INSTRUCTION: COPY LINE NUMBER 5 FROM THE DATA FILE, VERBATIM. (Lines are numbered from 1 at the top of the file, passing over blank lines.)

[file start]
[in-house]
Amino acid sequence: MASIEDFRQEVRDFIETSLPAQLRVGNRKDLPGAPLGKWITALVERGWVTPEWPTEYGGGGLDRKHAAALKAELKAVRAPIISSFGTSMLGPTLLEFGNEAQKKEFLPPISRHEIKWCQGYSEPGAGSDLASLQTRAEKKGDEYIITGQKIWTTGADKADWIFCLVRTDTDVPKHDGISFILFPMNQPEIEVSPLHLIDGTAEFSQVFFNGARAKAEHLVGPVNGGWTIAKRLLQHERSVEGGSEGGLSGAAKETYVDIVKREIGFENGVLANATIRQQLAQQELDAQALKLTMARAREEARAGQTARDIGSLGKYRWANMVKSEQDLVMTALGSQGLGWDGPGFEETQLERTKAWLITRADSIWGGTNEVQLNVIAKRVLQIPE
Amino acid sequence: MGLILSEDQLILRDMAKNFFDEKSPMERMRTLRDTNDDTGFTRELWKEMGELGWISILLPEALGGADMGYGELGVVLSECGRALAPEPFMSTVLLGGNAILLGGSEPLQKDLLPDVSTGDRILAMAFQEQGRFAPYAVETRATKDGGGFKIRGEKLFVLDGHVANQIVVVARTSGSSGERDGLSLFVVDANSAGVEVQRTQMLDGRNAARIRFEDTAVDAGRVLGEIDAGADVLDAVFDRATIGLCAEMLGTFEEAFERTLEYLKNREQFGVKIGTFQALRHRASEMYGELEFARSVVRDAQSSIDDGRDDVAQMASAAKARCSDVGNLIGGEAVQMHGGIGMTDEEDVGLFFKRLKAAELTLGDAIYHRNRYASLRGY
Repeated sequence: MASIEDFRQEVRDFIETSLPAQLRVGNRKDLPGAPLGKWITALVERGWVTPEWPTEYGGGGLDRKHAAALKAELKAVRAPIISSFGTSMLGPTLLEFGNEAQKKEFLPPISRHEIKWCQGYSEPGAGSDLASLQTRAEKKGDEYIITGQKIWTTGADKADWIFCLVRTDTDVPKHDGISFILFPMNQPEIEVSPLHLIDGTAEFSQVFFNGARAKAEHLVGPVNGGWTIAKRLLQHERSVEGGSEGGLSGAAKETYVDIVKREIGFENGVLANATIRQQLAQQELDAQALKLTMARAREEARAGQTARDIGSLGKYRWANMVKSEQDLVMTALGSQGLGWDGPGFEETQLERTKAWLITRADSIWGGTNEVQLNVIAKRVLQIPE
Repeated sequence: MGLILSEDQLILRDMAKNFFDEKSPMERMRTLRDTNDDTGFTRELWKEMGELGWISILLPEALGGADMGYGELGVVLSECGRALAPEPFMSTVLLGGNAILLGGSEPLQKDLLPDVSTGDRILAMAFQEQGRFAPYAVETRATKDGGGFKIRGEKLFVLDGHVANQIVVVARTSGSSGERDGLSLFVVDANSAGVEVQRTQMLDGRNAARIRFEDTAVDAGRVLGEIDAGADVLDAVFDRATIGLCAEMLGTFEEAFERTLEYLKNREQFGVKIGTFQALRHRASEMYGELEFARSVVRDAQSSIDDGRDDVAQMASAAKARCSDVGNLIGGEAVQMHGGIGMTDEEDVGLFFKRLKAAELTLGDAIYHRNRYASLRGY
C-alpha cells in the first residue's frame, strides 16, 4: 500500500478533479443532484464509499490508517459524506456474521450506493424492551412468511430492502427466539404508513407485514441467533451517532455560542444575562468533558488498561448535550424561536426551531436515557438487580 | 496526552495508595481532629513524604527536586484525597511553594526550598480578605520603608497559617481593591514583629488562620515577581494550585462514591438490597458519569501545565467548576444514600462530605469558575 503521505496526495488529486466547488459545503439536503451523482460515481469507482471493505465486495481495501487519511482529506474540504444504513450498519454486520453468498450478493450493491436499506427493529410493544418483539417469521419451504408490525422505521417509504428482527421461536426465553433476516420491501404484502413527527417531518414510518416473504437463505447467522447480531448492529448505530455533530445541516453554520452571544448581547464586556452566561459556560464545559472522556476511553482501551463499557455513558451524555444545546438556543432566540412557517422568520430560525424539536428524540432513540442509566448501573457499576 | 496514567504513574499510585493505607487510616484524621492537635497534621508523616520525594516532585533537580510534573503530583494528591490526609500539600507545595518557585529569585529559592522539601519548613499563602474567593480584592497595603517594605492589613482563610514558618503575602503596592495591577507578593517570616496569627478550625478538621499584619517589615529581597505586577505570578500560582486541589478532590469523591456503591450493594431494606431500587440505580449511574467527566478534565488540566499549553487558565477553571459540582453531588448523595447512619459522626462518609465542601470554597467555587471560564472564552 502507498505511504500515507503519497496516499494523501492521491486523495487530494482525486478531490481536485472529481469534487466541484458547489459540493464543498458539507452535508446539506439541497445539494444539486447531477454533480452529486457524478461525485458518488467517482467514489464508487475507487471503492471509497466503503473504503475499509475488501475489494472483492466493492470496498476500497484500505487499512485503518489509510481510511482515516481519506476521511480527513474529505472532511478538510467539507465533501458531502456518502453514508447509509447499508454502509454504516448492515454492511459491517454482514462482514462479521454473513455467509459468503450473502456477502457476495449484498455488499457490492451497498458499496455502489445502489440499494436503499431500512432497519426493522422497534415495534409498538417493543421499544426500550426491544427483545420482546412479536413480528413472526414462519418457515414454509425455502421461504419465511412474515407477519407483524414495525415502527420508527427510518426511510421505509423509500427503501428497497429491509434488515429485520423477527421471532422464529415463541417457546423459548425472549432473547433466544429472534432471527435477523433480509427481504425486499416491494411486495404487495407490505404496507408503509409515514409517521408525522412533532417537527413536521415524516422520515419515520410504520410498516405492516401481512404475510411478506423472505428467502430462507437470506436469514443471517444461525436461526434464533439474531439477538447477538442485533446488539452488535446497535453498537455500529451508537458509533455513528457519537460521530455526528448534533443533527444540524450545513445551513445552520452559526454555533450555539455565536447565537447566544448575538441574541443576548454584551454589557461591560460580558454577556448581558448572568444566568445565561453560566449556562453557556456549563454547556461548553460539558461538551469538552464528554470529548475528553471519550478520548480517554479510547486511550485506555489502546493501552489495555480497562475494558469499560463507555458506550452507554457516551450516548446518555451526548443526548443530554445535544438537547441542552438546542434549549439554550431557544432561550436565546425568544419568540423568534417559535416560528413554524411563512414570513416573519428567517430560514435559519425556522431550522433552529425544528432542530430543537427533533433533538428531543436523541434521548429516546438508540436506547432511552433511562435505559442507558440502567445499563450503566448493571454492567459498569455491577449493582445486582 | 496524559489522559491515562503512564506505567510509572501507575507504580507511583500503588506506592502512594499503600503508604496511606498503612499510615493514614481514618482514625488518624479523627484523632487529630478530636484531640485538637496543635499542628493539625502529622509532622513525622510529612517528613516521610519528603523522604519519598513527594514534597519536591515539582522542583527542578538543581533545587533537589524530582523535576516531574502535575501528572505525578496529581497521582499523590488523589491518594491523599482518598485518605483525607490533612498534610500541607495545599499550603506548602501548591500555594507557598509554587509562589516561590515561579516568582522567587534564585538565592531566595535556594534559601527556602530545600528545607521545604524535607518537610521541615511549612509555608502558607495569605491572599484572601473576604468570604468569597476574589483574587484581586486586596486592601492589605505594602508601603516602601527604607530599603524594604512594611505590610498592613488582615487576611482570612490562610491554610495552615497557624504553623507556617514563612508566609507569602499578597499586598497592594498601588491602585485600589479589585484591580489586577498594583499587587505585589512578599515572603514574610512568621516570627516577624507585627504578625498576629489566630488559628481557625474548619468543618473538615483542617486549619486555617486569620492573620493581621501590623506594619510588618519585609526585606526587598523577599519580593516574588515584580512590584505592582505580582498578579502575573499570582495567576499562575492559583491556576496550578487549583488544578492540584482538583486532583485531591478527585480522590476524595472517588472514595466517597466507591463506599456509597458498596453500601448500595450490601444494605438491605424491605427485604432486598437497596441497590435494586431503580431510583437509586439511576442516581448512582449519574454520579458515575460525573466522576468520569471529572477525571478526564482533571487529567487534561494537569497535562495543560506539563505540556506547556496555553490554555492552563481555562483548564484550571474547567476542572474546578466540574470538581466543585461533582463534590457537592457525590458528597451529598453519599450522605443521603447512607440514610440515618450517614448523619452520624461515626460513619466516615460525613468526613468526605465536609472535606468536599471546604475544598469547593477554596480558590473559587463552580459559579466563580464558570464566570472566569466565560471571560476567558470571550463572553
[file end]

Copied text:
Repeated sequence: MGLILSEDQLILRDMAKNFFDEKSPMERMRTLRDTNDDTGFTRELWKEMGELGWISILLPEALGGADMGYGELGVVLSECGRALAPEPFMSTVLLGGNAILLGGSEPLQKDLLPDVSTGDRILAMAFQEQGRFAPYAVETRATKDGGGFKIRGEKLFVLDGHVANQIVVVARTSGSSGERDGLSLFVVDANSAGVEVQRTQMLDGRNAARIRFEDTAVDAGRVLGEIDAGADVLDAVFDRATIGLCAEMLGTFEEAFERTLEYLKNREQFGVKIGTFQALRHRASEMYGELEFARSVVRDAQSSIDDGRDDVAQMASAAKARCSDVGNLIGGEAVQMHGGIGMTDEEDVGLFFKRLKAAELTLGDAIYHRNRYASLRGY